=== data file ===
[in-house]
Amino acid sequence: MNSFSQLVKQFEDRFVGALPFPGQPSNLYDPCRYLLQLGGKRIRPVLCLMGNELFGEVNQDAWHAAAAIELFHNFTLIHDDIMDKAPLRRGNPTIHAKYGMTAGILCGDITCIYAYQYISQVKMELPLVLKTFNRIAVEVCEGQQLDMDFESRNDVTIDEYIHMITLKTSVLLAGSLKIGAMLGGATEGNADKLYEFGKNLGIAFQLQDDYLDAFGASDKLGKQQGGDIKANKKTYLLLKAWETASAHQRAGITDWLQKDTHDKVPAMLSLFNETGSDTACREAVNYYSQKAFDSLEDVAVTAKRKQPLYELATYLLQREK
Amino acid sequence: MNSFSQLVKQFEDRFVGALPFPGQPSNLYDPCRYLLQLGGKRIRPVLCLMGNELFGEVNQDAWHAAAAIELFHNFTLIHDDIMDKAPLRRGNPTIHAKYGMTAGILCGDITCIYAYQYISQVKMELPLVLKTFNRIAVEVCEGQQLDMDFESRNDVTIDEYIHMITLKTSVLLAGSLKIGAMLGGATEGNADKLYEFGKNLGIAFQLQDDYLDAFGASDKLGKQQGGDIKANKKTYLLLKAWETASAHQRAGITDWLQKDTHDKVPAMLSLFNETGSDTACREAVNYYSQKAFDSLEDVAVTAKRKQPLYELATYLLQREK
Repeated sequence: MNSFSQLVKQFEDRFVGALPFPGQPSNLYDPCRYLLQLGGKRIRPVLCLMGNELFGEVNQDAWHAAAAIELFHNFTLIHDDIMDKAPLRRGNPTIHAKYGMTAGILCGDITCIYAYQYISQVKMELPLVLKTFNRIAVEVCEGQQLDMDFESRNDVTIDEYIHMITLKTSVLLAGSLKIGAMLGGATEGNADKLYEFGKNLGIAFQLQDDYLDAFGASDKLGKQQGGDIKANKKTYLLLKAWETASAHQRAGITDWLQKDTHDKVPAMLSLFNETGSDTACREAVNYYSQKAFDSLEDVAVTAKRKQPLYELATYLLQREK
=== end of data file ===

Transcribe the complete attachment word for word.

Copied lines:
[in-house]
Amino acid sequence: MNSFSQLVKQFEDRFVGALPFPGQPSNLYDPCRYLLQLGGKRIRPVLCLMGNELFGEVNQDAWHAAAAIELFHNFTLIHDDIMDKAPLRRGNPTIHAKYGMTAGILCGDITCIYAYQYISQVKMELPLVLKTFNRIAVEVCEGQQLDMDFESRNDVTIDEYIHMITLKTSVLLAGSLKIGAMLGGATEGNADKLYEFGKNLGIAFQLQDDYLDAFGASDKLGKQQGGDIKANKKTYLLLKAWETASAHQRAGITDWLQKDTHDKVPAMLSLFNETGSDTACREAVNYYSQKAFDSLEDVAVTAKRKQPLYELATYLLQREK
Amino acid sequence: MNSFSQLVKQFEDRFVGALPFPGQPSNLYDPCRYLLQLGGKRIRPVLCLMGNELFGEVNQDAWHAAAAIELFHNFTLIHDDIMDKAPLRRGNPTIHAKYGMTAGILCGDITCIYAYQYISQVKMELPLVLKTFNRIAVEVCEGQQLDMDFESRNDVTIDEYIHMITLKTSVLLAGSLKIGAMLGGATEGNADKLYEFGKNLGIAFQLQDDYLDAFGASDKLGKQQGGDIKANKKTYLLLKAWETASAHQRAGITDWLQKDTHDKVPAMLSLFNETGSDTACREAVNYYSQKAFDSLEDVAVTAKRKQPLYELATYLLQREK
Repeated sequence: MNSFSQLVKQFEDRFVGALPFPGQPSNLYDPCRYLLQLGGKRIRPVLCLMGNELFGEVNQDAWHAAAAIELFHNFTLIHDDIMDKAPLRRGNPTIHAKYGMTAGILCGDITCIYAYQYISQVKMELPLVLKTFNRIAVEVCEGQQLDMDFESRNDVTIDEYIHMITLKTSVLLAGSLKIGAMLGGATEGNADKLYEFGKNLGIAFQLQDDYLDAFGASDKLGKQQGGDIKANKKTYLLLKAWETASAHQRAGITDWLQKDTHDKVPAMLSLFNETGSDTACREAVNYYSQKAFDSLEDVAVTAKRKQPLYELATYLLQREK